As The Heritage Foundation’s Kim Holmes asks in The Washington Times, is our capacity to govern ourselves disappearing?

Today, the political process is jeered at as an exercise in futility—an endless, heated tangle of competing forces akin to Beltway traffic.

Still, the genius (and threat) of government is that it can manage to expand and overreach even while in a state of paralysis. Much of the 112th Congress was spent in unpopular impasse, and yet it carries a historic price tag. The federal government operates without a budget, with Congress’s state of gridlock protecting record deficit spending that is set to grow even more despite the new fiscal cliff deal.

While members of the legislative branch of government continue to argue about spending, the other branches are stepping into its role. This is even the case with some of the nation’s courts. In The Heritage Foundation’s Understanding America series, Robert Alt writes:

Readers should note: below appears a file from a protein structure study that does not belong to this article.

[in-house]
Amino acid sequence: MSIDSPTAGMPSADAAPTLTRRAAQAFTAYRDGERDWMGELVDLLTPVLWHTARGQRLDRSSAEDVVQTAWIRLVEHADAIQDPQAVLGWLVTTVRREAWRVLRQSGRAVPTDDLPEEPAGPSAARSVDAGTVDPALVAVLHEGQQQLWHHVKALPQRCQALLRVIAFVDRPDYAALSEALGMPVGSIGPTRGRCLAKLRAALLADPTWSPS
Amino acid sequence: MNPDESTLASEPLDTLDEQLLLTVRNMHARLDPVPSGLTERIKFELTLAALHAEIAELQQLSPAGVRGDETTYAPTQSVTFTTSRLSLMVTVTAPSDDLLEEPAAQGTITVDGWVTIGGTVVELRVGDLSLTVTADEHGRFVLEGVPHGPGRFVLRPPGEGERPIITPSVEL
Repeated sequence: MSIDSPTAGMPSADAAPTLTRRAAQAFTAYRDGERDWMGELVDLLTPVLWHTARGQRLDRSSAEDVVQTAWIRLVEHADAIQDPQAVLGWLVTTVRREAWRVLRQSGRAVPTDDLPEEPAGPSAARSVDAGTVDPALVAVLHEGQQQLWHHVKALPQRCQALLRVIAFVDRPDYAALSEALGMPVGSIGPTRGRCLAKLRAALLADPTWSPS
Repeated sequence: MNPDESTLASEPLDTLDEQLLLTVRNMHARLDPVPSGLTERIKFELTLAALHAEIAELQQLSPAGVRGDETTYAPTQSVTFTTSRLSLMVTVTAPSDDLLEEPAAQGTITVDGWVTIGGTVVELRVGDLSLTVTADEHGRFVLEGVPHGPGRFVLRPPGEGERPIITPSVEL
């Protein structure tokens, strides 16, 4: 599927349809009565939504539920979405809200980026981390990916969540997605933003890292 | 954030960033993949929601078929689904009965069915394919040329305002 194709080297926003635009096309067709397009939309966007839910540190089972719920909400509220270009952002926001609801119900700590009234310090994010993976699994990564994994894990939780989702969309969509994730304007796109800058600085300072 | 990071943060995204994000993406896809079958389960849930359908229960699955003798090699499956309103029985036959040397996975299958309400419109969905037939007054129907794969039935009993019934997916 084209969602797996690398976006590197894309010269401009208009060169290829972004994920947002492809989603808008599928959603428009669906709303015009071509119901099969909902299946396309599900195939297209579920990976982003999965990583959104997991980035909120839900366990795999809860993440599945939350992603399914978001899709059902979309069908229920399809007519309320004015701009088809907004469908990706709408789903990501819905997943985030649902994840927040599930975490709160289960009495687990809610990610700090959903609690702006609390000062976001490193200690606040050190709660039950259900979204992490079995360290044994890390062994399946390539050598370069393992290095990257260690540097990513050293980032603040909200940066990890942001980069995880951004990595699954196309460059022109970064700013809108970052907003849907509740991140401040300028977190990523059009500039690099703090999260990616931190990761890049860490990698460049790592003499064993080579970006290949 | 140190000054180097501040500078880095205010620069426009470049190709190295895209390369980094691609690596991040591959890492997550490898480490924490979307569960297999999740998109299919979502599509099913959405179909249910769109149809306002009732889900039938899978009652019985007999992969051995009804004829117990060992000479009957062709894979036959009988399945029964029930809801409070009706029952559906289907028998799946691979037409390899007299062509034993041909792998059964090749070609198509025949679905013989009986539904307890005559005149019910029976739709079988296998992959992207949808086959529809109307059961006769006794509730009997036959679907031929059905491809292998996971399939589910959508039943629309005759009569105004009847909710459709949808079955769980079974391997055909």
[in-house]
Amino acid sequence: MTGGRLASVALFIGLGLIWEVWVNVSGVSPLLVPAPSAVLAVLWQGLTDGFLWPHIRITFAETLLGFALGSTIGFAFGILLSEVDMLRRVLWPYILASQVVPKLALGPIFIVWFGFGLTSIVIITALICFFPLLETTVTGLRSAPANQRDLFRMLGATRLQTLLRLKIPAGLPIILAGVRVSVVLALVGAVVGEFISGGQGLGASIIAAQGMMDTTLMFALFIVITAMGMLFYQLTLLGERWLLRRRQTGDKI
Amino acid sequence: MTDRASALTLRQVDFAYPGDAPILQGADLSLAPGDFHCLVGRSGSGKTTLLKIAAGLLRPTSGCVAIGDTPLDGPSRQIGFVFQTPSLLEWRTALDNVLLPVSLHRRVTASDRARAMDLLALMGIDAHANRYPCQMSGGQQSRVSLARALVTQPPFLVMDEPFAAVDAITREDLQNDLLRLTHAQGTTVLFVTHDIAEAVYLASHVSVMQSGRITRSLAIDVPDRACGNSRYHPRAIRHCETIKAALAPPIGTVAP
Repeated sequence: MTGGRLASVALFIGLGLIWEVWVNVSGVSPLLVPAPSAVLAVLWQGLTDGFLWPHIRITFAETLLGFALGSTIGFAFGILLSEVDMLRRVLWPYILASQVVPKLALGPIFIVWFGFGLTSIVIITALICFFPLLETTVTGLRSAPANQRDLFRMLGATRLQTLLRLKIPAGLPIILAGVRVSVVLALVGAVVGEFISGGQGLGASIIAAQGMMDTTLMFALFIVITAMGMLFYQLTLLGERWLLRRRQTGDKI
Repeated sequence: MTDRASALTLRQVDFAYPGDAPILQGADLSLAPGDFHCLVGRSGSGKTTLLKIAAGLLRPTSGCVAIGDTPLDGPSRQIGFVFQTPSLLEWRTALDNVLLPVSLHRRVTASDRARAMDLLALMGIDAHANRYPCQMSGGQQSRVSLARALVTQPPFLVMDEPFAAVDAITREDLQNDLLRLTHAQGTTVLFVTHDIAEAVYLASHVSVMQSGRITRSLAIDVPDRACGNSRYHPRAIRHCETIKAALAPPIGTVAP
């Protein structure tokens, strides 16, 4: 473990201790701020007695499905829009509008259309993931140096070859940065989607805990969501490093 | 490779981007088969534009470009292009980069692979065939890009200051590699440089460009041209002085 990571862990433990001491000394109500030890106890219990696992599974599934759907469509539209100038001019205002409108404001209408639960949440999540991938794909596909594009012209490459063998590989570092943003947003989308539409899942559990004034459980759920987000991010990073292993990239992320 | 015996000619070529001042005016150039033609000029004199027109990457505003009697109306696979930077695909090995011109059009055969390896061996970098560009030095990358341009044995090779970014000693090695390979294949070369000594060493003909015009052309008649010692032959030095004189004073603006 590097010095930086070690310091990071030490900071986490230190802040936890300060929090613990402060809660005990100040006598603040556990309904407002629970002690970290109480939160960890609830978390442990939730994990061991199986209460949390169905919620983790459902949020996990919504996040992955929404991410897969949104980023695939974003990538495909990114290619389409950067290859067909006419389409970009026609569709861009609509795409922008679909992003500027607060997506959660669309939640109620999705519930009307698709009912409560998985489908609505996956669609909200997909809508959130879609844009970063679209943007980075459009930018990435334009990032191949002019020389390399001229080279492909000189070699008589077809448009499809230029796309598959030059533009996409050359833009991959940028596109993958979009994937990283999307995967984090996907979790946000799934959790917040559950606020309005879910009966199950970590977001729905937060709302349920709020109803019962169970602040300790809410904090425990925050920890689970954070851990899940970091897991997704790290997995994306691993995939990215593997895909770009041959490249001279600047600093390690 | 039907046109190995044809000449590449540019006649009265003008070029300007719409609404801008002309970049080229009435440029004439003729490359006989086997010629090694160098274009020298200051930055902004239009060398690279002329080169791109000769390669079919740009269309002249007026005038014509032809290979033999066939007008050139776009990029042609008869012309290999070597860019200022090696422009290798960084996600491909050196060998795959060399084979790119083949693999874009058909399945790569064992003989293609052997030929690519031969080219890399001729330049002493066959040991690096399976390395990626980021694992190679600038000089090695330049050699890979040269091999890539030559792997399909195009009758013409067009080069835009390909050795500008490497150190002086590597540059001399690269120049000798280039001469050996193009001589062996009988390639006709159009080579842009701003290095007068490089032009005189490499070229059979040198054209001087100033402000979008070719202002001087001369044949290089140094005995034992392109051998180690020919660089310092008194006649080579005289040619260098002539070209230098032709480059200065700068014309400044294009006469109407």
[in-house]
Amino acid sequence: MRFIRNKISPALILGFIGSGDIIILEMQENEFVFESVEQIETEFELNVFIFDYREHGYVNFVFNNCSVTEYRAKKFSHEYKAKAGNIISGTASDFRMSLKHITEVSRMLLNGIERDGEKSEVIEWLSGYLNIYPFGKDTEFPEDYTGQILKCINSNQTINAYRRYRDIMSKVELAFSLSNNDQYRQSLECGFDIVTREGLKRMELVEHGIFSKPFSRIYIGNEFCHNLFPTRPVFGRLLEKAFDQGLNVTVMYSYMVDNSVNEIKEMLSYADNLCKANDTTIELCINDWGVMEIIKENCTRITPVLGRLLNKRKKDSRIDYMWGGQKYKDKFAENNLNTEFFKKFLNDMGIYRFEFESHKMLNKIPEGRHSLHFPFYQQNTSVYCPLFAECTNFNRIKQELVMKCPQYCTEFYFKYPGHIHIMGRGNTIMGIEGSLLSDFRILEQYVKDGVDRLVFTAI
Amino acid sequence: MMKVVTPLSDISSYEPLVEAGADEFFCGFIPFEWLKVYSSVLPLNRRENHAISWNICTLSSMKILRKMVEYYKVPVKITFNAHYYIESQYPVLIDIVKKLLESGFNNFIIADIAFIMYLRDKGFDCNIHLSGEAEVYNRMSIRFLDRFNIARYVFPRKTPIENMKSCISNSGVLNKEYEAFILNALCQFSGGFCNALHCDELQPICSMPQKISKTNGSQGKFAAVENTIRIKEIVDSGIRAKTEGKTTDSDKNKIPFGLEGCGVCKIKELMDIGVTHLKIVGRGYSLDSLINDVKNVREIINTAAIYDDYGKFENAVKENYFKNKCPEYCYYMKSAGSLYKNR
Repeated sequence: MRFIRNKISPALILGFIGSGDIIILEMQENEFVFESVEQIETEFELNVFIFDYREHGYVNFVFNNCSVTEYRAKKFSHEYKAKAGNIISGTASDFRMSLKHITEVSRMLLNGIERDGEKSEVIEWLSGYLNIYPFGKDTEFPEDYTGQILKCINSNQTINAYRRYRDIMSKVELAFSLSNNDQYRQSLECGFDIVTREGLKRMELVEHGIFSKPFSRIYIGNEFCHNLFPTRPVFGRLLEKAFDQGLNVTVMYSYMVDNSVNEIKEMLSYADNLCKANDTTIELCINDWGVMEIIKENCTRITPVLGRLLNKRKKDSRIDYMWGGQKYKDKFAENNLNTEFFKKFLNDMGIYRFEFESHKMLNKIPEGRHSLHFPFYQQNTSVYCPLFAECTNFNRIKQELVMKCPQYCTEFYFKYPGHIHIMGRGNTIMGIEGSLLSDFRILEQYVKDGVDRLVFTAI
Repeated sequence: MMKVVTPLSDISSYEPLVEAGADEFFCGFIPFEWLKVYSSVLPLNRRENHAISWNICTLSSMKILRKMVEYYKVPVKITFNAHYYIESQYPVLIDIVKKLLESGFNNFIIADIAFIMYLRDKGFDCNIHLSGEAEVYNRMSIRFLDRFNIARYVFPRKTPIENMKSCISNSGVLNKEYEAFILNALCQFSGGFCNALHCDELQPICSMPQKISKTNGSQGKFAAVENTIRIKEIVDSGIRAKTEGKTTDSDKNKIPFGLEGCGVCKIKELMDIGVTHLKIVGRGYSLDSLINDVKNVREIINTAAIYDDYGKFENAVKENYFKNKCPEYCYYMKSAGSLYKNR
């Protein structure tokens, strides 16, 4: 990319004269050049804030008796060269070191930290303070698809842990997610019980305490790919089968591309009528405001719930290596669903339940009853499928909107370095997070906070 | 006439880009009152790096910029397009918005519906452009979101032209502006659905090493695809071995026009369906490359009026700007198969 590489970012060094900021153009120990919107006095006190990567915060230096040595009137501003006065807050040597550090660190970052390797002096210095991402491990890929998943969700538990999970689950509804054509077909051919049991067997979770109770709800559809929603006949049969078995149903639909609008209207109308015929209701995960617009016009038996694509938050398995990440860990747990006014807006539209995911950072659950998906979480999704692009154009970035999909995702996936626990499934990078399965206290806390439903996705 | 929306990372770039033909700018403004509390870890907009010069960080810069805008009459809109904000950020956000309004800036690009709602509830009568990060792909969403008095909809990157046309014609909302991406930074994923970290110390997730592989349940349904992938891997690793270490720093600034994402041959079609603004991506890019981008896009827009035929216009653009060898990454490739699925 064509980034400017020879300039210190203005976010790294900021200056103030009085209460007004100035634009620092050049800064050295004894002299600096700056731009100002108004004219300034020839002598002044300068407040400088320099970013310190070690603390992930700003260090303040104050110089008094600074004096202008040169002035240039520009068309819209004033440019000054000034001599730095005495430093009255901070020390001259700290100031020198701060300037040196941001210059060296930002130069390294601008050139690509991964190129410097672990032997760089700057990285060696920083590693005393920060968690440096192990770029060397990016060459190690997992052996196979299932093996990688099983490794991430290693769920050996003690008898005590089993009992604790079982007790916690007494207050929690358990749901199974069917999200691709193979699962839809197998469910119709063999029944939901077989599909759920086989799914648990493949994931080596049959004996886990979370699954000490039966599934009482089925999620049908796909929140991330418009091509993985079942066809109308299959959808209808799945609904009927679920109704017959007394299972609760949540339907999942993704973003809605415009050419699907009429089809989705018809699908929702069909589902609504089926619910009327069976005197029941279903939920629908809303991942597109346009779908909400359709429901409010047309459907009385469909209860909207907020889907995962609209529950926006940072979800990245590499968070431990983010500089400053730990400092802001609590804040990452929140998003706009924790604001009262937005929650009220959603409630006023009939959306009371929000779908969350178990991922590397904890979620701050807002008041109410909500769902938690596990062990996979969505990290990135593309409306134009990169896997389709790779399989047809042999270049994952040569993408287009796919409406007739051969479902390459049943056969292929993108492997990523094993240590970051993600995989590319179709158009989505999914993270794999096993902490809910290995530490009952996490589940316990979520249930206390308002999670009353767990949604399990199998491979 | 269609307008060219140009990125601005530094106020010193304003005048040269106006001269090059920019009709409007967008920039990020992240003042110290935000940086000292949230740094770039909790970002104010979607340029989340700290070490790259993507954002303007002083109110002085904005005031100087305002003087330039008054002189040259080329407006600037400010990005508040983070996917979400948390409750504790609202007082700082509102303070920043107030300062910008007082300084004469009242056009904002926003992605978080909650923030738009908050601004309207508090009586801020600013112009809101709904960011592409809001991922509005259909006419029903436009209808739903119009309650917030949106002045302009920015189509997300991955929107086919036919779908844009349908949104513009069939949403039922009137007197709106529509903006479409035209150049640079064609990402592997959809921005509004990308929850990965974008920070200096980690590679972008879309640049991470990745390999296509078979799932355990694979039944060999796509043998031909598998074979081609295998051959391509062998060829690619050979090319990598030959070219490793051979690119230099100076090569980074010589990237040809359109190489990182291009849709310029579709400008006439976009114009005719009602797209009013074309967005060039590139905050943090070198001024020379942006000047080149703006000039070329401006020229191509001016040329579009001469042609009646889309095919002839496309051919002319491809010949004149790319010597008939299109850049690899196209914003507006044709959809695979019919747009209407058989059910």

[O]ver time, the Supreme Court has grabbed power by declaring that “the federal judiciary is supreme in the exposition of the law of the Constitution.” The Supreme Court has even gone so far as to declare that its decisions that interpret the Constitution are the supreme law of the land.

Judicial activism undermines Americans’ ability to decide issues for themselves.

Of course, President Obama does his part as well. As Holmes points out: “He’s taken an oath to uphold and defend the Constitution and enforce our laws, not to disregard them or make them up. Yet he chooses not to enforce the Defense of Marriage Act or federal marijuana laws. And he enacts by executive order what he could not get in the Dream Act.”

Post-inauguration, we will likely see more of this. Obama’s unbending posture during the fiscal cliff negotiations reveals his determination to dig in on other issues.

What does the combination of Washington gridlock and debt-ridden overreach mean for the people’s right to choose how they are governed?  What happens to the rule of law when the actions of some judges and bureaucrats help render the legislative process obsolete?

Stay tuned.